Star Wars famously takes place a long time ago in a galaxy far, far away, and this week we found out about a parallel universe of casting in the film series. Neil Calloway looks at the actors who didn’t star in films, but could have…
The news that Michael Jackson wanted to play Jar Jar Binks in the Star Wars prequels is bizarre, and I can’t quite decide whether he would have improved the character or completely ruined the franchise with his appearance. Perhaps the most interesting part is that Jackson wanted the character to be created with make up and prosthetics – he worked with make up genius Rick Baker on the video for Thriller – rather than the CGI preferred by Lucas. There are many, many issues with the Star Wars prequels, but one of them is the over reliance on computer effects on practical effects. So maybe Jackson had a point and he would have saved the franchise.
Oddly, he wasn’t the only musical artist rumoured to have been lined up for a role in the films. You have to search dusty, forgotten corners of the internet, but there are remnants of the false story that Bono – yes, the artist formerly known as Paul Hewson, lead singer of U2 – was going to play a poet at the Royal Court of Alderaan – in the prequels. No doubt his character would be arguing for rich planets to give more money in aid to poor planets in the Outer Rim territories.
NSync – or a few of their members, at least – were given cameos in Attack of the Clones, but these didn’t make the final cut, whether this was because of the negative reaction when the news was leaked, or because their cameos just didn’t fit, is unclear. George Lucas has committed worse crimes against his own series than putting a boyband in one scene.
As well as the alternative universe where Michael Jackson plays the most reviled character in the galaxy, the original Star Wars could have looked very different. Christopher Walken auditioned to play Han Solo, which would have led to a very different film. Next time you’re having a drunken late night YouTube session, check out Kevin Spacey’s impression of Walken doing Han Solo’s speech about how the Millennium Falcon can do the Kessel Run in less than 12 parsecs. Kurt Russell’s audition for the part has made its way on to YouTube. Snake Plissken frozen in carbonite does sound like it might have worked.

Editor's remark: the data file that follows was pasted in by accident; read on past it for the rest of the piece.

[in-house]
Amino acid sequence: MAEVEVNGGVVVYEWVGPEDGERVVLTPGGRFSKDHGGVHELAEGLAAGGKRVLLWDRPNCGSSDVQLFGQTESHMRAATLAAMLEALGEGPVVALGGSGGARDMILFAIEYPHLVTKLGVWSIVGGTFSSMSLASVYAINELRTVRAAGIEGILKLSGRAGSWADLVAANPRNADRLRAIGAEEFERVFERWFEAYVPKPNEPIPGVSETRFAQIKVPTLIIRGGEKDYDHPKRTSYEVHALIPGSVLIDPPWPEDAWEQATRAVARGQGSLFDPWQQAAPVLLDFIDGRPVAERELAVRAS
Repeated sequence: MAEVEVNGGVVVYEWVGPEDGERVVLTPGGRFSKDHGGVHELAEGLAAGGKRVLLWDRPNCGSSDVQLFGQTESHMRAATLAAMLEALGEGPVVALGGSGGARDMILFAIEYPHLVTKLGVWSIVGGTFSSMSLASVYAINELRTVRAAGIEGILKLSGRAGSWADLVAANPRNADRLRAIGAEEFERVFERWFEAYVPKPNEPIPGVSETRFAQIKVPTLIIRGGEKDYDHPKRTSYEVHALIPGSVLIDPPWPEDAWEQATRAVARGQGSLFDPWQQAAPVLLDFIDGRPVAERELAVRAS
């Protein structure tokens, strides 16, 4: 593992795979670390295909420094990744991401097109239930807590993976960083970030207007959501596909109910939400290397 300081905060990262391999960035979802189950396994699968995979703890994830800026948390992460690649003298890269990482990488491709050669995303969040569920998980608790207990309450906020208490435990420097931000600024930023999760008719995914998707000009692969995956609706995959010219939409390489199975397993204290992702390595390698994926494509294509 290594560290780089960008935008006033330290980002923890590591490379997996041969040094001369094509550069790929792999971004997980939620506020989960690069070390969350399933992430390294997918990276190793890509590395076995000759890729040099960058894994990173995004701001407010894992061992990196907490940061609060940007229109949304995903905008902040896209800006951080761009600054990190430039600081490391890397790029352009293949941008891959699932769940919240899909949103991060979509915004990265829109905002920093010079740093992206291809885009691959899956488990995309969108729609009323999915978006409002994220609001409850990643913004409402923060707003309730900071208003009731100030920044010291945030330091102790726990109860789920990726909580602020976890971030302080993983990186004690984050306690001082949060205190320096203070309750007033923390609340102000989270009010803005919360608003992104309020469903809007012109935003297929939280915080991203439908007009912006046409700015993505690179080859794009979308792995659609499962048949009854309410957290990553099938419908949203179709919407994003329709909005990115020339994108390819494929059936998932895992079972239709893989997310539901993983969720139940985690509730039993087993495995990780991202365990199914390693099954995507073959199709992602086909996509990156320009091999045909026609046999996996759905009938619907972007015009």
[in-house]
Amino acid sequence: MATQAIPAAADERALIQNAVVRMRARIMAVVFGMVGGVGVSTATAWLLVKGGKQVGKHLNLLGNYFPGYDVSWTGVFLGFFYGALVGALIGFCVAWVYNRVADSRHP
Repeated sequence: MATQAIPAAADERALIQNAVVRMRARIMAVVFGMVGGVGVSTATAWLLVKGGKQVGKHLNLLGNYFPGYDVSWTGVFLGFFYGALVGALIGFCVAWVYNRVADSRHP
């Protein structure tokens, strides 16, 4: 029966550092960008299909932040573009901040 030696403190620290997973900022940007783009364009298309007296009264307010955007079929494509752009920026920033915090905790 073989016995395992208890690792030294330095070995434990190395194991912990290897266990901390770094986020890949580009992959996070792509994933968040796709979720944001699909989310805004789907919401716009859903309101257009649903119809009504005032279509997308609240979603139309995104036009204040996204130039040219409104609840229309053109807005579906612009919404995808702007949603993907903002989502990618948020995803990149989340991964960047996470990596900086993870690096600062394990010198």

Elsewhere in this parallel universe of alternate casting is a world where The Terminator films star OJ Simpson; he was considered for the role before it was decided that he wasn’t believable as a cold blooded killer. In 1995, a jury would agree with them. In Last Action Hero, Arnold Schwarzenegger finds himself in a video store, looking at an advert for Terminator 2 where the title role is played by Sylvester Stallone.
Eric Stoltz was actually cast as Marty McFly in the first Back to the Future film, but was replaced after a few days, which begs the question if he had completed the film would Michael J. Fox have played a drug dealer in Pulp Fiction? If Matthew Modine hadn’t turned down the role of Maverick in Top Gun, would he have become a Scientologist?
Recasting parts in animated movies is obviously easier; Colin Firth was originally cast as the animated title character in Paddington, before being replaced by Ben Whishaw. More recently almost the entire cast of the forthcoming The Good Dinosaur were replaced, with only Frances McDormand surviving the extinction event that wiped out the rest of the original cast.
It’s entirely possible that Bill Murray as Han Solo would have worked, or Tom Selleck would have been great as Indiana Jones (looking into alternative casting possibilities you realise just how lucky Harrison Ford has been), but it feels like the films that do exist are the right ones; the best possible films that could have been made.
If you ever fancy winning a drink from your friends, just bet them that they cannot name the first actor who was offered the role of John McClane in Die Hard. If they say Schwarzenegger, they’re wrong. He was the second. The answer comes when you realise that the book the film is based on, Nothing Lasts Forever, is a sequel to a 1966 novel called The Detective, which was made into a film in 1968 that starred Frank Sinatra, and the studio were contractually obliged to offer him the role, even though he was over 70 at the time. Bruce Willis must be glad he turned it down.
Neil Calloway is a pub quiz extraordinaire and Top Gun obsessive. Check back here every Sunday for future instalments.